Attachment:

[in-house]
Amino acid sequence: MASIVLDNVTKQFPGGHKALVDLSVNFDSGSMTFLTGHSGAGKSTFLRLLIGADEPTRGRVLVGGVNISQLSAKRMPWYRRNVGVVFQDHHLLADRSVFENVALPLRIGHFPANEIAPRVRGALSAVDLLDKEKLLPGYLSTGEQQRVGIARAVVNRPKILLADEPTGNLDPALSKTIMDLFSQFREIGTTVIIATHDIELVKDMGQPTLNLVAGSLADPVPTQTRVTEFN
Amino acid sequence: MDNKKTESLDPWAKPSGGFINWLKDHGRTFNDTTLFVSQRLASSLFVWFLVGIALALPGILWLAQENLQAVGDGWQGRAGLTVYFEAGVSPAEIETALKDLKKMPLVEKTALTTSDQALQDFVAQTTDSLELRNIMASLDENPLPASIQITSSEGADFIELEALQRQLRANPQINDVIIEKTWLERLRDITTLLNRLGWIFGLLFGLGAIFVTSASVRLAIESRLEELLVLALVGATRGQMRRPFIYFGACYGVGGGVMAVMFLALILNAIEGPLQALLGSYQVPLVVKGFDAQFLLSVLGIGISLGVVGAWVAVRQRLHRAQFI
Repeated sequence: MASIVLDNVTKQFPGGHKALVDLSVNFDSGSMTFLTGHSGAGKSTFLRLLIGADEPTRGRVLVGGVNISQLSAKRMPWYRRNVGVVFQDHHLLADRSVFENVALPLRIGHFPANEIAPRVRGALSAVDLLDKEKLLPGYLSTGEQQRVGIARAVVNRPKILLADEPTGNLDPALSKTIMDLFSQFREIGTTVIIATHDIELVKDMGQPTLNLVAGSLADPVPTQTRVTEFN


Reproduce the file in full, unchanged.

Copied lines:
[in-house]
Amino acid sequence: MASIVLDNVTKQFPGGHKALVDLSVNFDSGSMTFLTGHSGAGKSTFLRLLIGADEPTRGRVLVGGVNISQLSAKRMPWYRRNVGVVFQDHHLLADRSVFENVALPLRIGHFPANEIAPRVRGALSAVDLLDKEKLLPGYLSTGEQQRVGIARAVVNRPKILLADEPTGNLDPALSKTIMDLFSQFREIGTTVIIATHDIELVKDMGQPTLNLVAGSLADPVPTQTRVTEFN
Amino acid sequence: MDNKKTESLDPWAKPSGGFINWLKDHGRTFNDTTLFVSQRLASSLFVWFLVGIALALPGILWLAQENLQAVGDGWQGRAGLTVYFEAGVSPAEIETALKDLKKMPLVEKTALTTSDQALQDFVAQTTDSLELRNIMASLDENPLPASIQITSSEGADFIELEALQRQLRANPQINDVIIEKTWLERLRDITTLLNRLGWIFGLLFGLGAIFVTSASVRLAIESRLEELLVLALVGATRGQMRRPFIYFGACYGVGGGVMAVMFLALILNAIEGPLQALLGSYQVPLVVKGFDAQFLLSVLGIGISLGVVGAWVAVRQRLHRAQFI
Repeated sequence: MASIVLDNVTKQFPGGHKALVDLSVNFDSGSMTFLTGHSGAGKSTFLRLLIGADEPTRGRVLVGGVNISQLSAKRMPWYRRNVGVVFQDHHLLADRSVFENVALPLRIGHFPANEIAPRVRGALSAVDLLDKEKLLPGYLSTGEQQRVGIARAVVNRPKILLADEPTGNLDPALSKTIMDLFSQFREIGTTVIIATHDIELVKDMGQPTLNLVAGSLADPVPTQTRVTEFN